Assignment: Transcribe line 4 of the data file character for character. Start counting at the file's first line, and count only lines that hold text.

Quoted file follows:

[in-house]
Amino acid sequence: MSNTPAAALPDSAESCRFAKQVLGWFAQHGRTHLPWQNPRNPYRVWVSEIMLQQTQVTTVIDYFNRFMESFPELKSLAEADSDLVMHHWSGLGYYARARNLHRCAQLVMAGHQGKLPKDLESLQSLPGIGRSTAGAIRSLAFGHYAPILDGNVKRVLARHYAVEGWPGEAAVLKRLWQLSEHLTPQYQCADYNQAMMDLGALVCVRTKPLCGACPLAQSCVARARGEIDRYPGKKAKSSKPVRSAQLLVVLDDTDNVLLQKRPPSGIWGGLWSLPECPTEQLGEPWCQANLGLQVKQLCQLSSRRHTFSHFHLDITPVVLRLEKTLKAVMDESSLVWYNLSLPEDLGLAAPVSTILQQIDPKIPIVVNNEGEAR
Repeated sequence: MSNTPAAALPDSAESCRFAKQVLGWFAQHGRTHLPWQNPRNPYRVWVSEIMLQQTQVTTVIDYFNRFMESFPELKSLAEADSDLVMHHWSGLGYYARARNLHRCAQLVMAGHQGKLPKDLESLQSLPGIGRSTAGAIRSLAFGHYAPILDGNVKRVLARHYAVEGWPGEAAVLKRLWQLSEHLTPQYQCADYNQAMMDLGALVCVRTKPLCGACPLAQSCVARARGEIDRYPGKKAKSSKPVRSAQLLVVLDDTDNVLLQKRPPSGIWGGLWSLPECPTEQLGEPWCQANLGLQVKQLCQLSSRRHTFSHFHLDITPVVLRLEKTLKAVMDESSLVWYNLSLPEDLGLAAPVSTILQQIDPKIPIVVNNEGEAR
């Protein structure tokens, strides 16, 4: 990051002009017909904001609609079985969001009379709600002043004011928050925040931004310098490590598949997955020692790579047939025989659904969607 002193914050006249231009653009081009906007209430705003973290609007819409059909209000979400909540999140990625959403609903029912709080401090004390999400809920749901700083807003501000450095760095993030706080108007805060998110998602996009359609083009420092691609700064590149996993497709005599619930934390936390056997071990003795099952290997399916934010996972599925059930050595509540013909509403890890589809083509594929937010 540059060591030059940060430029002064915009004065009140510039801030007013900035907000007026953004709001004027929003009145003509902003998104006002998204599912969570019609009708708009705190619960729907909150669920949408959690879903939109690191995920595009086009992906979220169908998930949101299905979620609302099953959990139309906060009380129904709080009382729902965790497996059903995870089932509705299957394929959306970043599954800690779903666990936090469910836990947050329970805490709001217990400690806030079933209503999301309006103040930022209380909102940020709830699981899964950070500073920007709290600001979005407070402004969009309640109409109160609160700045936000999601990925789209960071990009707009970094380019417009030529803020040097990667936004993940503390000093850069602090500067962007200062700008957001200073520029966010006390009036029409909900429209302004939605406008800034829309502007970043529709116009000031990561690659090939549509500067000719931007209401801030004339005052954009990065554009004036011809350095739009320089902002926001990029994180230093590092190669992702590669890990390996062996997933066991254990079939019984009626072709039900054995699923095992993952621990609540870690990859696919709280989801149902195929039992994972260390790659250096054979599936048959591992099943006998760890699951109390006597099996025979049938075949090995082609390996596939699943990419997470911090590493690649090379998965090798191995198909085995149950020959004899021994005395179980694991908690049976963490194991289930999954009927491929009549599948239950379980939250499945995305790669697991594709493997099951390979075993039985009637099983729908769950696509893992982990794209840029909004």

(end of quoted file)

């Protein structure tokens, strides 16, 4: 990051002009017909904001609609079985969001009379709600002043004011928050925040931004310098490590598949997955020692790579047939025989659904969607 002193914050006249231009653009081009906007209430705003973290609007819409059909209000979400909540999140990625959403609903029912709080401090004390999400809920749901700083807003501000450095760095993030706080108007805060998110998602996009359609083009420092691609700064590149996993497709005599619930934390936390056997071990003795099952290997399916934010996972599925059930050595509540013909509403890890589809083509594929937010 540059060591030059940060430029002064915009004065009140510039801030007013900035907000007026953004709001004027929003009145003509902003998104006002998204599912969570019609009708708009705190619960729907909150669920949408959690879903939109690191995920595009086009992906979220169908998930949101299905979620609302099953959990139309906060009380129904709080009382729902965790497996059903995870089932509705299957394929959306970043599954800690779903666990936090469910836990947050329970805490709001217990400690806030079933209503999301309006103040930022209380909102940020709830699981899964950070500073920007709290600001979005407070402004969009309640109409109160609160700045936000999601990925789209960071990009707009970094380019417009030529803020040097990667936004993940503390000093850069602090500067962007200062700008957001200073520029966010006390009036029409909900429209302004939605406008800034829309502007970043529709116009000031990561690659090939549509500067000719931007209401801030004339005052954009990065554009004036011809350095739009320089902002926001990029994180230093590092190669992702590669890990390996062996997933066991254990079939019984009626072709039900054995699923095992993952621990609540870690990859696919709280989801149902195929039992994972260390790659250096054979599936048959591992099943006998760890699951109390006597099996025979049938075949090995082609390996596939699943990419997470911090590493690649090379998965090798191995198909085995149950020959004899021994005395179980694991908690049976963490194991289930999954009927491929009549599948239950379980939250499945995305790669697991594709493997099951390979075993039985009637099983729908769950696509893992982990794209840029909004």